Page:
Part of Rushdie’s restlessness can be attributed to his creativity: he has always sought new subject matter and new ways to transgress. Arguably, however, his protean versatility has not represented a journey so much as the nature of Rushdie’s character already present at the beginning of his career. His novels have constantly returned to the same themes, tropes, and structural features. The violent alter ego bent on revenge who threatens the flawed hero appears in every novel, from Midnight’s Children through Shalimar the Clown. So does the question of how a new idea passes from the text into the world: the Prophet in The Satanic Verses had one answer, Rushdie himself another. The struggle of the forces of openness and tolerance against those of narrow intolerance, of the Many against the One, has always been a concern. So is the relation of ideas, including religious ideas, to the material world. And the relation of the part to the whole has been the constant theme of the man who imagined his own circumstances as somehow linked to the nation-state and to the world. A Rushdie novel, however different from every other, is unmistakably a Rushdie novel. Arguably what is truest about Rushdie therefore is his consistency. The post-colonialist was always also diasporan and cosmopolitan. After all, the author of Midnight’s Children could only write that novel because he stood outside India and envisaged it as a whole in a way that no one within India could. He modeled his novel of India on Gunter Grass’s postmodern classic The Tin Drum—to the point where the chapters of the two books can almost be mapped against each other. In other words, Rushdie was always already a world author, even when he was the most identified with a national literature.

Some may feel, however, that Rushdie’s great restlessness has worked against his creativity. Everything he has written since Midnight’s Children can sometimes appear, if not a falling off, then a series of extrapolating sequels. Indian literature cannot be imagined without Rushdie, but he will never be an essential novelist of New York. The great master of the new and the surprising can seem all too predictable, a fate that echoes what has happened to postmodernism more generally. It therefore feels right that this collection of critical articles devoted to Rushdie should take as its twin foci Midnight’s Children and the author’s entire literary output: the most significant part is a synecdoche of the whole; the whole is a working out of what was already present in the part.

**Contents and Sample Pages**












Salman Rushdie (An Anthology of 21st Century Criticism)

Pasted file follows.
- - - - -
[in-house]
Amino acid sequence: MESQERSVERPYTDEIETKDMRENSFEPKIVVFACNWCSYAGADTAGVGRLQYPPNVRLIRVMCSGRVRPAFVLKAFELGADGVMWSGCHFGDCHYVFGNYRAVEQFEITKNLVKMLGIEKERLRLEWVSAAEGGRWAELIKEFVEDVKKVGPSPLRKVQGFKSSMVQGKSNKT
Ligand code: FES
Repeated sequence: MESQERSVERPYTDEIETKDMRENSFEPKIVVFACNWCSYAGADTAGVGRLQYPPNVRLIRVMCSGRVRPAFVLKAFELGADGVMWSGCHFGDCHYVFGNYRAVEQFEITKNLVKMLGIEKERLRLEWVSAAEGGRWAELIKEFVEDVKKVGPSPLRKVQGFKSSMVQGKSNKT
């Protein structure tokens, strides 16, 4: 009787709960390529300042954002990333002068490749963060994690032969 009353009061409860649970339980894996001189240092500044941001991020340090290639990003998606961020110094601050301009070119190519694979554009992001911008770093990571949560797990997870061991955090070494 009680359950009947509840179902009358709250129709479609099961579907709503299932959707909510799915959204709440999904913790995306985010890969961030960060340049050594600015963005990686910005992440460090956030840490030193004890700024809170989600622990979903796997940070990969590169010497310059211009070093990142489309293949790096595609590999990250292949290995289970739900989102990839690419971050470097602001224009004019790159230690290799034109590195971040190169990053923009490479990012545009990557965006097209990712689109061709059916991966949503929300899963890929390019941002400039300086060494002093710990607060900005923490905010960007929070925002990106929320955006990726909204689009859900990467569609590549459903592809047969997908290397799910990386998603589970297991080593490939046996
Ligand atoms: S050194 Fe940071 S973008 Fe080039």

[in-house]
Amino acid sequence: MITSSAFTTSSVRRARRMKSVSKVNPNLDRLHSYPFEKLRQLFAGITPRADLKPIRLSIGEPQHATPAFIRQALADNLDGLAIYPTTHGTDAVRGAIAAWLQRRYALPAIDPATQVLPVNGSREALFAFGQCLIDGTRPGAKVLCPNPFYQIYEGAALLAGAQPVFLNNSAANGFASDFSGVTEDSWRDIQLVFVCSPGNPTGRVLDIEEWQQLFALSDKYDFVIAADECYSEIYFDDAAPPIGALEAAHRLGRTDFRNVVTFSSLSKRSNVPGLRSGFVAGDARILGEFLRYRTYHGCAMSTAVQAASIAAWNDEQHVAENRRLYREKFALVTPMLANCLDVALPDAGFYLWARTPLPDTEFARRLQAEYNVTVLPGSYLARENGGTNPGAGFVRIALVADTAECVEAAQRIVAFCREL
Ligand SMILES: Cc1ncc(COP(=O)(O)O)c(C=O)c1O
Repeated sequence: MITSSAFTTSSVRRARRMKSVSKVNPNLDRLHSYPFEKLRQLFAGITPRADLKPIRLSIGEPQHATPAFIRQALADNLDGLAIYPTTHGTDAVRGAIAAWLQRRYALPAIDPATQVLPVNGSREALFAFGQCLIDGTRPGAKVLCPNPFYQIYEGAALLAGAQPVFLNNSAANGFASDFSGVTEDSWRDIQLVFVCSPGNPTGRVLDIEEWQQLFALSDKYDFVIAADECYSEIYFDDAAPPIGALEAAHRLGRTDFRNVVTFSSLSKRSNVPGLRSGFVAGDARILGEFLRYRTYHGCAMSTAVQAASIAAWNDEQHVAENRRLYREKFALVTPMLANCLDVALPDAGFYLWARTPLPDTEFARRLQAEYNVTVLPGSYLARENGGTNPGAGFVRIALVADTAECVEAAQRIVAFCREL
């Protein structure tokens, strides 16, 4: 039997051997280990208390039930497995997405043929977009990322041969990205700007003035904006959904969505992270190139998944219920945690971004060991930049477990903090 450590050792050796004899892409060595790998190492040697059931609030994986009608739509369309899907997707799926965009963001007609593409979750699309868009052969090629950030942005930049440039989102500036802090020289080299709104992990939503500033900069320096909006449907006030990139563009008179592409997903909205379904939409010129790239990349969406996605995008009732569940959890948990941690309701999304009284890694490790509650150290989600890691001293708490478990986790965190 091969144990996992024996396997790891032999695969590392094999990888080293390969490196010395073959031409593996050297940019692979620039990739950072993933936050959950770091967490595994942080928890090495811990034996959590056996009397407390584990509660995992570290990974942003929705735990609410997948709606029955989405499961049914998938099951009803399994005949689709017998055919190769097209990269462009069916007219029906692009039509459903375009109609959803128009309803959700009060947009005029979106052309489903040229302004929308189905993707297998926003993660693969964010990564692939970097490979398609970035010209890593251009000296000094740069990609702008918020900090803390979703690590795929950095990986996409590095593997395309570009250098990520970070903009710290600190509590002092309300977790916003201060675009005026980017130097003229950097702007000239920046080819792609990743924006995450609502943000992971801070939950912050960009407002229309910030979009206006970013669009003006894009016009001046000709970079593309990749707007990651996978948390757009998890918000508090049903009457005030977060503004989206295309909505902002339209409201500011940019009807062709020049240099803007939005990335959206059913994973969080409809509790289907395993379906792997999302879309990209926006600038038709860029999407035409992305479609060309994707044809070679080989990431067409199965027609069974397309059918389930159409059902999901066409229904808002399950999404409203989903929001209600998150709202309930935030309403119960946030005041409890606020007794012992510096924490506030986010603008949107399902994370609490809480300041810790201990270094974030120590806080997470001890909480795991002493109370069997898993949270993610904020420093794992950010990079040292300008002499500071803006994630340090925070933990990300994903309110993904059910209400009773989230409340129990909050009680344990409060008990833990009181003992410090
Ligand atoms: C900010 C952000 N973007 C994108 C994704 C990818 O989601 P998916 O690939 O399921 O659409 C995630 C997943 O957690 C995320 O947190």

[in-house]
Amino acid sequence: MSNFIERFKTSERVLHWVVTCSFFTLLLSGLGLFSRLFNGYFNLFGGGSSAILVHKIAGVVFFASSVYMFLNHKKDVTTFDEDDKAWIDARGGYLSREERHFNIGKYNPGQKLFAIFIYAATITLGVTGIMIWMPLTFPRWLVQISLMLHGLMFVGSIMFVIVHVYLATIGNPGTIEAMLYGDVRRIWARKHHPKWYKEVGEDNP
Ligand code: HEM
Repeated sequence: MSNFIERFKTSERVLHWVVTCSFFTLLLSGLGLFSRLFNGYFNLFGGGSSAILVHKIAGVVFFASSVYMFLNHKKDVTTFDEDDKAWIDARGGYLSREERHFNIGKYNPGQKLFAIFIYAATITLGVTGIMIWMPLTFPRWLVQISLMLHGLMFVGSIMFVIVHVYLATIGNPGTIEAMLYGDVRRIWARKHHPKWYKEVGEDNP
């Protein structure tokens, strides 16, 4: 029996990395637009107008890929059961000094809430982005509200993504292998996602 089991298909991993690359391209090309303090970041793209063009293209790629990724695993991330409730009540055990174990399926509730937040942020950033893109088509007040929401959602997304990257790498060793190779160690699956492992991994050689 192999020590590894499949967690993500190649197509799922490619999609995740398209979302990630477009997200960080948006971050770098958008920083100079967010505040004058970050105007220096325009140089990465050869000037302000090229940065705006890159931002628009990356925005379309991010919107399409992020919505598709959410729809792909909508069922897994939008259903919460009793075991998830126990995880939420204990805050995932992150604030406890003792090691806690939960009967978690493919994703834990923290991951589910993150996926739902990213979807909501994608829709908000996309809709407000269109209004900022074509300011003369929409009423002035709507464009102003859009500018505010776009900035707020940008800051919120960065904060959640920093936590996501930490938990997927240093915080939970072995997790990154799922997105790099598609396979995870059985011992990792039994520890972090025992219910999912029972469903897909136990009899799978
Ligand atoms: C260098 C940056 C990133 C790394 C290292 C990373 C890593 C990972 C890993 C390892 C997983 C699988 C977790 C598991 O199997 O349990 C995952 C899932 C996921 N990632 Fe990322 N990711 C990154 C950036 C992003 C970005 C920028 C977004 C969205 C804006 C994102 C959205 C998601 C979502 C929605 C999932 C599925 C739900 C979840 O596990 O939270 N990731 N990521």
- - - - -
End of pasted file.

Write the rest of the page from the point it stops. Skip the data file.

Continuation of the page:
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2019
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324
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About the Book

Salman Rushdie, one of the progenitors of the worldwide controversies till date, occupies a coveted place in the galaxy of post-colonial authors. His literary expedition spans overmore than four decades right from his debut novel, Grimus (1975) to the latest, Two Years Eight Months and Twenty Eight Nights (2015). Rushdie adroitly situates postcolonial impressions of the Indian subcontinent in his creative articulations and beautifully paints the canvas of fiction with multiple hues of ethnicity, Muslim imperialism, and historical blend in the post-independence politics of India. The novels of Salman Rushdie are the true representatives of postcolonial fiction. He embodies in his own life and in his writings the conundrums of the postcolonial author, writing within the traditions of Indian writing in English while concurrently appealing to the conventions and tastes globally, especially to the Western readers.

The present volume offers fresh perspectives on Salman Rushdie that contains seventeen critical essays which traverse through his literary taxonomy and bring out an incisive criticism. Papers in the present volume contemplate profoundly upon his fiction within the theoretical rubrics of ‘post-colonialism; ‘orientalism, ‘gender theory’ ‘diaspora, and ‘identity’ Each of the essays closely scrutinizes and puts forth the insights of multiple themes which Rushdie adeptly deals with. The volume strives to find how Rushdie is germane in the twenty first century politics of globalization, literary schema, and cosmopolitanism. The younger and the unheard voices, budding scholars from India, candidly posit their views on Rushdie’s assorted works in the present book. All the essays collectively corroborate that Rushdie’s works are difficult to study without supportive criticism. Hence, this anthology!

About the Author

Ajay K Chaubey, PhD, is an Assistant Professor of English at the Dept. of Sciences & Humanities, National Institute of Technology, Uttarakhand, India. His key publications include V.S. Naipaul (Atlantic,2015) followed by South Asian Diaspora (in three volumes) to be released by Rawat Publications, Jaipur by the end of this year. Dr. Chaubey has visited and participated in conferences and symposium held at Nottingham Trent University, University of Leicester and York St. John University, York (UK) during June 2014. His research papers have appeared in the journals of international repute including Critical Practice, UML, Journal of AESI, Creative Forum, Littcrit, and Asian Journal of Literature, Culture and Society, published by Assumption University, Thailand.